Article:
Subscribe to Blog via Email
July 2018 M T W T F S S « Jan 1 2 3 4 5 6 7 8 9 10 11 12 13 14 15 16 17 18 19 20 21 22 23 24 25 26 27 28 29 30 31
Why do we need to capitalize “I” and the days of the weeks in English?
No disagreement with the answers here. I’ll philosophise a bit more generally:
Each language authority or community ends up with a particular set of conventions about punctuation and capitalisation—or borrows them from a more prestigious language. You only become aware of alternate ways of doing things if you’re exposed to other communities. And it only becomes a problem if your language does not align to a single community. (This is a problem for languages like Esperanto or Ancient Greek, which is often capitalised and punctuated differently according to the country printing the text.)
The conventions about punctuation and capitalisation are memes, and they are only partly selected in response to functional needs.
So you can argue that I was capitalised because i looks odd (and ambiguous with Roman number 1); note that the older and dialectal variant ich (which shows up in King Lear) is not capitalised. And capitalising nouns does make some sense as a disambiguation, especially in a language with zero morphology like English.
But mostly it’s just a matter of fashion. It’s also an in-group marker: this person follows the community’s rules, so they are declaring allegiance to our community.
Fashion does change (English got rid of capitalised nouns); but conscious innovation by a single person does not usually get far.
As someone whose other language (Greek) borrowed its punctuation from French, I cannot tell you how much better English would be if it used French’s quotation dash. All those stupid “he said”s and “she said”s and “he expostulated” would just disappear: the dash would tell you all you need to know. Joyce thought the same thing, and he used quotation dashes.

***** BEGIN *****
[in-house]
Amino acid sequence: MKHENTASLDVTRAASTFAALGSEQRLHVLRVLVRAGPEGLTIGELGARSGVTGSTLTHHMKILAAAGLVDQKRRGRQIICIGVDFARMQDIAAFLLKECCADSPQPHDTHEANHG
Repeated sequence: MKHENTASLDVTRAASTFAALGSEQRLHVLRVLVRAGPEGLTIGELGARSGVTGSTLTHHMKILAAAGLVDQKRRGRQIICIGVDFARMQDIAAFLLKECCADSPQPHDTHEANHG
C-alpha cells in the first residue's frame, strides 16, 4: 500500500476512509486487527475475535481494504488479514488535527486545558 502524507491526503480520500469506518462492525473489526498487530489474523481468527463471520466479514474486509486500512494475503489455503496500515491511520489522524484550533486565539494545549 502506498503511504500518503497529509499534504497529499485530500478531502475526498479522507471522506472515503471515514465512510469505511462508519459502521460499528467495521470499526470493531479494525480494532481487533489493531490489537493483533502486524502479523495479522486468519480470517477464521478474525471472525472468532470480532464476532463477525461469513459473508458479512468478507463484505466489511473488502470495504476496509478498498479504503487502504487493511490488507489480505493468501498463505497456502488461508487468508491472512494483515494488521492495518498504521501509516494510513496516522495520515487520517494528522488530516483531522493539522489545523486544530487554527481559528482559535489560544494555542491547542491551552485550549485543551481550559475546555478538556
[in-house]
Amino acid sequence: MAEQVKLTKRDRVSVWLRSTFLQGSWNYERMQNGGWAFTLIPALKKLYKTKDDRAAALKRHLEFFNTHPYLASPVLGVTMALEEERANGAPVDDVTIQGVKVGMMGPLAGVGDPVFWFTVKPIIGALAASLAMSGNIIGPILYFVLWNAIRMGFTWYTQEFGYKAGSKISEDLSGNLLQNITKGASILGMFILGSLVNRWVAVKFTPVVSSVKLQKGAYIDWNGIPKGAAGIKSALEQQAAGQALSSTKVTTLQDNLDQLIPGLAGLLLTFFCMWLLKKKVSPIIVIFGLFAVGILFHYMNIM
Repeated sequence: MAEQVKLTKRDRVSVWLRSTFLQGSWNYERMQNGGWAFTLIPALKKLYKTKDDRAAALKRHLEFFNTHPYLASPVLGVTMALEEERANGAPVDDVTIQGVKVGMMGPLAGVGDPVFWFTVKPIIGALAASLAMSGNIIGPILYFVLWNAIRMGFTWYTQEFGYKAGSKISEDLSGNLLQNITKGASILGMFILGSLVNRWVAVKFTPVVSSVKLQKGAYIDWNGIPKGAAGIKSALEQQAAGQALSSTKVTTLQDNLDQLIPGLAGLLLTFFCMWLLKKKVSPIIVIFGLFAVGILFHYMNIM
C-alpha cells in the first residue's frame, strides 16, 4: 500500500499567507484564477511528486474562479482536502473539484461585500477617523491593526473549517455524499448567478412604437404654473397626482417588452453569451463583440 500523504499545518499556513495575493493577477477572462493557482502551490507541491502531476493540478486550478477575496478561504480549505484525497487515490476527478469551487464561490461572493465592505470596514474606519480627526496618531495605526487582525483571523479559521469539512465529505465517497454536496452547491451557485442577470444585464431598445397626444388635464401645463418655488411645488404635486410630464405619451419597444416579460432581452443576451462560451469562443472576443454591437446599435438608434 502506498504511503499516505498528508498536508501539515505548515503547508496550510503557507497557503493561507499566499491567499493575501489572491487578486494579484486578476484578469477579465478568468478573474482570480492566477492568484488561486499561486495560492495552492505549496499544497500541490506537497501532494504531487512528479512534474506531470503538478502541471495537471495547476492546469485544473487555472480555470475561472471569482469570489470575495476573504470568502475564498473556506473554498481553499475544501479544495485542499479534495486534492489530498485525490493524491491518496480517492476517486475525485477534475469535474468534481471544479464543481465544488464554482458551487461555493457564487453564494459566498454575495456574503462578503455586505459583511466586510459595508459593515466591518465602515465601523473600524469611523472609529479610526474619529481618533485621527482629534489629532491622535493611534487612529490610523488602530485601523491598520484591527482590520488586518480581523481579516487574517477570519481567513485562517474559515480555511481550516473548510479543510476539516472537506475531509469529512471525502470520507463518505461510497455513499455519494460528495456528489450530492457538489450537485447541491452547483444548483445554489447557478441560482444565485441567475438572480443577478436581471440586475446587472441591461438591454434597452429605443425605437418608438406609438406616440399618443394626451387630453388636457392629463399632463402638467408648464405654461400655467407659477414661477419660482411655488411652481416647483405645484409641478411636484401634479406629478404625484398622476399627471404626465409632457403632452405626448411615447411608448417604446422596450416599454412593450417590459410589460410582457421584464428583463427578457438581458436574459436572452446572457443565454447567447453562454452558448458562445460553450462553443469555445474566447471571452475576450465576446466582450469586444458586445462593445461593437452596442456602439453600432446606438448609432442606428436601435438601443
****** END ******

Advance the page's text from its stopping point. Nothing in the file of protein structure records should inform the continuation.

And no one else in English does, because the quotation mark and “he said” convention has stuck.
And why has the convention stuck? Why don’t you get to be a mountain goat instead of a sheep?
Because language use does not usually reward the unconventional. People just scratch their heads and think you’re odd. Just like no one got fired for buying IBM, no one gets fired for following the language community’s rules.
You can violate the community’s rules to make a point. If you’re a poet, or an entertaining storyteller, you may be heard appreciatively. If the medium is part of your message—if you’re foregrounding the language, you can start your own memes, and be an agent in language change.
But much of the time, and particularly in formal writing, no one cares about how witty or innovative you are. They just want the content, and then they move on. So being a mountain goat in most contexts just makes you annoying. And wit and idiosyncrasy are a currency you should use sparingly in any case: the more persistently you do it, the less effective your deviations become.